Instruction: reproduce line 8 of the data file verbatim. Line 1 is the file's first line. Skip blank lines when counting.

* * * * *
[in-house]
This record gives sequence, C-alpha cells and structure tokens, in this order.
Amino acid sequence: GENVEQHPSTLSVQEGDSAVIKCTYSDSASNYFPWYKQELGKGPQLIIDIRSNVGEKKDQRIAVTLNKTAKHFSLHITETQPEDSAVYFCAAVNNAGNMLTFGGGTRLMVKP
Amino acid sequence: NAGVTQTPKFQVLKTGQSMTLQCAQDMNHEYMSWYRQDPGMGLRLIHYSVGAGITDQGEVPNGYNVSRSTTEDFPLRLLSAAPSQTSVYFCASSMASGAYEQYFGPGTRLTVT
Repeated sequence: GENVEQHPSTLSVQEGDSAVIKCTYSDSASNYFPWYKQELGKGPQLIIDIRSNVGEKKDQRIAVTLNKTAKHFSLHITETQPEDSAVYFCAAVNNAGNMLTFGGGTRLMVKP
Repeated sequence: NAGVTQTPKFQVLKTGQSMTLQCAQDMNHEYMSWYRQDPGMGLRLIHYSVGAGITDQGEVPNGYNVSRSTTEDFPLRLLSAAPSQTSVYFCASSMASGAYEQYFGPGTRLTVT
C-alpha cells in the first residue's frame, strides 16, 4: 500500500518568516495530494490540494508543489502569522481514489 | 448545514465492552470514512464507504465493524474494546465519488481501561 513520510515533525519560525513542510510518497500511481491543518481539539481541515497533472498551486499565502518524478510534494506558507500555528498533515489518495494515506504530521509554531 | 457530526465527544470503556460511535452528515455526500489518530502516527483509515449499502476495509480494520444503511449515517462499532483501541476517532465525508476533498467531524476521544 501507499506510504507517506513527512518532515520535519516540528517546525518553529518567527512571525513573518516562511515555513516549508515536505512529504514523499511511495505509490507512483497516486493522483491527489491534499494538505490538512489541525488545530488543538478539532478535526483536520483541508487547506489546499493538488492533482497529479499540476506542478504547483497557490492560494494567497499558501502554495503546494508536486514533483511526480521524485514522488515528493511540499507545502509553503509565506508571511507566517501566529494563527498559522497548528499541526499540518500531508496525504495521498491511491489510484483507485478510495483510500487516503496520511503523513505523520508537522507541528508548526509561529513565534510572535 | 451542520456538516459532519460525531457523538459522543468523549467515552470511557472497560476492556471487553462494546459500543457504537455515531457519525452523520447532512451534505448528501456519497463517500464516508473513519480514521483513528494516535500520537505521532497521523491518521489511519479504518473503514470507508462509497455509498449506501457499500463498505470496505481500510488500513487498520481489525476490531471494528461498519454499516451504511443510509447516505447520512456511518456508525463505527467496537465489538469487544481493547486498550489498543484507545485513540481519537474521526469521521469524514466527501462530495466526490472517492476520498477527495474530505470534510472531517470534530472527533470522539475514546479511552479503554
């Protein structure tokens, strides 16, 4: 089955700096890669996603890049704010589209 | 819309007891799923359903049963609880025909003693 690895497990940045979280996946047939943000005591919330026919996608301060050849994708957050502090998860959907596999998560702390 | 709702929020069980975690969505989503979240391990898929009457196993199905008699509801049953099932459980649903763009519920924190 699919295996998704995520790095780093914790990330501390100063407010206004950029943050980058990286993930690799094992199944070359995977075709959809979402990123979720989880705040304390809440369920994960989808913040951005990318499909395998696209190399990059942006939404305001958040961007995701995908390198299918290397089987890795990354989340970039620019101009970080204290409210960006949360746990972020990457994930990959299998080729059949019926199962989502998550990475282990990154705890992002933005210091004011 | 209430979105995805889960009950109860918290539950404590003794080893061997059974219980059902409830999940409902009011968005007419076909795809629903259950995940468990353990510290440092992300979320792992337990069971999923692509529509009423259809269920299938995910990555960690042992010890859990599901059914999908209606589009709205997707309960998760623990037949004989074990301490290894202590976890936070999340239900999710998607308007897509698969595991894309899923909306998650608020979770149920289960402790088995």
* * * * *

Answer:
């Protein structure tokens, strides 16, 4: 089955700096890669996603890049704010589209 | 819309007891799923359903049963609880025909003693 690895497990940045979280996946047939943000005591919330026919996608301060050849994708957050502090998860959907596999998560702390 | 709702929020069980975690969505989503979240391990898929009457196993199905008699509801049953099932459980649903763009519920924190 699919295996998704995520790095780093914790990330501390100063407010206004950029943050980058990286993930690799094992199944070359995977075709959809979402990123979720989880705040304390809440369920994960989808913040951005990318499909395998696209190399990059942006939404305001958040961007995701995908390198299918290397089987890795990354989340970039620019101009970080204290409210960006949360746990972020990457994930990959299998080729059949019926199962989502998550990475282990990154705890992002933005210091004011 | 209430979105995805889960009950109860918290539950404590003794080893061997059974219980059902409830999940409902009011968005007419076909795809629903259950995940468990353990510290440092992300979320792992337990069971999923692509529509009423259809269920299938995910990555960690042992010890859990599901059914999908209606589009709205997707309960998760623990037949004989074990301490290894202590976890936070999340239900999710998607308007897509698969595991894309899923909306998650608020979770149920289960402790088995």